Also, assess the charging port on your laptop. When your charger is connected to the laptop’s charging port, it must fit properly and securely. If it still displays a non-charging status, try adjusting the cord until it finds a perfect fit into the charging pins or port. 

Don’t forget to clean any lint, debris, or dirt within the charging port by using a toothpick, toothbrush, or any non-invasive material.

 

Secure Proper Laptop Ventilation

Aside from hardware related issues, excessive heat is a big reason why your laptop is not charging properly. If your laptop is running heavy programs all at once, your laptop charger might not be able to recharge your battery quickly.

For example, if your laptop is really hot, the cooling system or fans must work harder to cool it off. This, in turn, consumes more battery capacity. To avoid overloading your laptop with power-hungry apps, open the Task Manager on your Windows laptop, and kill any processes or programs that might be consuming too much battery power. If it is extremely hot on the surface, turn off your laptop and let it cool down for a while. 

You should also avoid placing your laptop on soft surfaces such as pillows when you’re working on a couch or bed since it robs the cooling vents of proper air circulation. It will easily accumulate dust and lint when you don’t place your laptop on a smooth and hard surface.

 

Update Missing or Outdated Drivers

Update Missing or Outdated Charging Drivers
© Photo by DriverEasy.com

For Windows laptop users, updating your battery drivers may be the solution to your laptop charging problems. To perform this step, follow these step-by-step instructions:

 

Updating:

  1. Turn on your Windows laptop and right-click on the Start button. You can also press the Win + X keys simultaneously on your keyboard.
  2. Click Device Manager.
  3. Under the Batteries section, expand its corresponding menu.
  4. In this part, it will display two main components namely “Microsoft AC Adapter” and “Microsoft ACPI-Compliant Control Method Battery.”
  5. Right-click on each specified driver and select “Update Driver.”
  6. If it doesn’t have any existing updates, you can perform a manual update on these drivers.

If updating these drivers won’t change anything, you can try uninstalling them. It prevents your laptop from interfacing with the battery. You don’t need to worry if you uninstall one of the drivers since it’ll be automatically reinstalled when you’ll restart your laptop. 

 

Uninstalling:

  1. Turn on your Windows laptop and right-click on the Start button. You can also press the Win + X keys on your keyboard.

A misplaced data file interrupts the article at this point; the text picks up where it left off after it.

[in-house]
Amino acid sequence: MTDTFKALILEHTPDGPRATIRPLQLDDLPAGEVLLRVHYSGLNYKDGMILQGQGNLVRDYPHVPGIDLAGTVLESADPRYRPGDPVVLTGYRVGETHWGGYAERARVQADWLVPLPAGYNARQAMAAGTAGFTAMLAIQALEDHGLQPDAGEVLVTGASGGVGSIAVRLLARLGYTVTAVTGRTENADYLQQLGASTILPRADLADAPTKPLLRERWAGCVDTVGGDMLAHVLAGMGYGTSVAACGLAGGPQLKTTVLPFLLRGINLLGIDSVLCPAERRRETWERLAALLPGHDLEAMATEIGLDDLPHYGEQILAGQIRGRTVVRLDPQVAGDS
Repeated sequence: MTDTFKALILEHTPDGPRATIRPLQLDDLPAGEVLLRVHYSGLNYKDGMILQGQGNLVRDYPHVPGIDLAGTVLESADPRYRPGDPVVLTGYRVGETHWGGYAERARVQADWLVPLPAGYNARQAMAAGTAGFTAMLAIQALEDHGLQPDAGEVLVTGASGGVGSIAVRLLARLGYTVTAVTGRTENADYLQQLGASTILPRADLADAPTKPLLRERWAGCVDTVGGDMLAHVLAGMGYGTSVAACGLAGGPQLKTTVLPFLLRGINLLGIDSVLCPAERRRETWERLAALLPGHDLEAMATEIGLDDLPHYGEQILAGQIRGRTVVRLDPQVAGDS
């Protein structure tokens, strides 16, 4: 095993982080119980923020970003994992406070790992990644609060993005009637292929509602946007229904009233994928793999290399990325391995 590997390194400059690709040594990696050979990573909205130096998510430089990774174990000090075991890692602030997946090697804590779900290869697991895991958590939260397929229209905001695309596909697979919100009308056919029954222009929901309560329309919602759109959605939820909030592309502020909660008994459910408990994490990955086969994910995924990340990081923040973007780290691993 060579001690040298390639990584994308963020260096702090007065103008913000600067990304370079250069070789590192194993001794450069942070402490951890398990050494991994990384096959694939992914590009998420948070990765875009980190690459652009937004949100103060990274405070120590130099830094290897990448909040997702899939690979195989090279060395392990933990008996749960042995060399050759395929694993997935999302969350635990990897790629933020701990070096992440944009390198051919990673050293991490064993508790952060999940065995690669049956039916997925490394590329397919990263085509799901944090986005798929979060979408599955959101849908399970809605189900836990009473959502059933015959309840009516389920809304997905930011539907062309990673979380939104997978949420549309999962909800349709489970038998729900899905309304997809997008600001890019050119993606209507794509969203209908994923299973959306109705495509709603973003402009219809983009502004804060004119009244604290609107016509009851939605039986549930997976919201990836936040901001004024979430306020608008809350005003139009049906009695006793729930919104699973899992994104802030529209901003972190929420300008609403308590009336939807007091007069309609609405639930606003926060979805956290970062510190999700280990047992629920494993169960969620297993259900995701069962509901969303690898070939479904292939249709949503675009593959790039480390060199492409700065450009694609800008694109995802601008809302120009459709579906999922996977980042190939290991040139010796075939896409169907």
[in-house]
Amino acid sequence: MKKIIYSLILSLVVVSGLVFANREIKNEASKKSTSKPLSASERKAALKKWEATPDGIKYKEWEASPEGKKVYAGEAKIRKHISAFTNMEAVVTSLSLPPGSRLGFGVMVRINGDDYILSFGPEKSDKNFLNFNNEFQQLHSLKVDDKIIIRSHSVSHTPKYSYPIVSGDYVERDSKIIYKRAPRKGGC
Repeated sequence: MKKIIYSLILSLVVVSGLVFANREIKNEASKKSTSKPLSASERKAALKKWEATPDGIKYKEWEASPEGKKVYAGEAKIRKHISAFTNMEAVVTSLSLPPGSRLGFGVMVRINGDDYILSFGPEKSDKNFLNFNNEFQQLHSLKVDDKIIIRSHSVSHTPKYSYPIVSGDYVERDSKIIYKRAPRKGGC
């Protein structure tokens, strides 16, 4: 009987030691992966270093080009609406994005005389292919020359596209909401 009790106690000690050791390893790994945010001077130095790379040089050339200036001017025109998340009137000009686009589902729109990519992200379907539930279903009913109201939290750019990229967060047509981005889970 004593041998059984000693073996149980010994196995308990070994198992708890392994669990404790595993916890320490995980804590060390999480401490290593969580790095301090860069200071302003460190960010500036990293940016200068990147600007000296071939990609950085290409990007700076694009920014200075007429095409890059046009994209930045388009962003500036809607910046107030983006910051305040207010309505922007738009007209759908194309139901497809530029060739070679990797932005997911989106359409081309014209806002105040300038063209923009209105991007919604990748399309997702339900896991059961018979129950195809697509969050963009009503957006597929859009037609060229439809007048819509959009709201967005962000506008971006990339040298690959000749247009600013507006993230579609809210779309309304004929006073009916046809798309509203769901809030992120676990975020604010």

2. Click Device Manager.
  3. Under the Batteries section, expand its corresponding menu.
  4. In this part, it will display two main components namely “Microsoft AC Adapter” and “Microsoft ACPI-Compliant Control Method Battery.”
  5. Right-click on each specified driver and select “Uninstall Device.”

Once you’ve restarted, Windows will reinstall the battery drivers. If it doesn’t resolve anything, perform the specified steps again. However, once you’ve turned off your laptop after the uninstallation process, unplug the laptop charger, remove the laptop’s battery, and put everything together, and turn on your laptop again.

 

Modify Your Laptop Settings

Modify your Laptop Settings
© Photo by HowToGeek.com

Aside from hardware components, software issues or custom settings is one of the possible reasons why your laptop that is plugged in is not charging properly. While the Windows system isn’t integrated with certain options that block your laptop battery from charging, you might have configured it to shut down when it has reached a certain threshold.

Windows:

  1. Click on the Start button.
  2. Input “Power & Sleep Settings” in the search field.
  3. Select “Additional Power Settings”
  4. Click the “Change Plan Settings” button
  5. Identify any custom settings that you might have modified from the past
  6. If you want the safest and easiest mode, click “Restore Default Settings For This Plan.”

 

Try a Different Laptop Charger

After numerous attempts, you’ve explored every possible solution to your laptop charging problem that won’t require you to spend money. If none of these steps work, the last thing you’ll have to do is purchase a new laptop charger, or perhaps you can borrow from a colleague or friend who happens to have a similar laptop.

While there are numerous cheaper third-party laptop chargers available, it is highly recommended to use an official charger made by the same brand that made your laptop. Cheaper alternatives don’t have the best quality, and the worst ones may even cause further complications on your laptop. If an original laptop charger isn’t available around you, read firsthand reviews from people on Amazon who already bought your prospective charger.

 

Conclusion

There you have it – we’ve highlighted all the possible causes and fixes for a laptop that’s plugged in but is still not charging successfully. We hope that the ones we’ve mentioned have resolved your laptop charging problems. However, if you still experience charging issues with your computer, you should bring it to a computer shop for repair services. Through this, a technician will diagnose your laptop and recommend a course of action that you can take.

Also, remember that your laptop’s battery will eventually wear out in the long run. After reaching the specific number for cycle counts, laptop batteries will not be as effective as it is on the first charge.

Did any of the fixes that we’ve discussed resolve your laptop charging problem? We’d love to know your insights and recommendations so other readers would know. You’ll never know; you might have helped someone who has the same laptop charging problem as yours by sharing your experiences!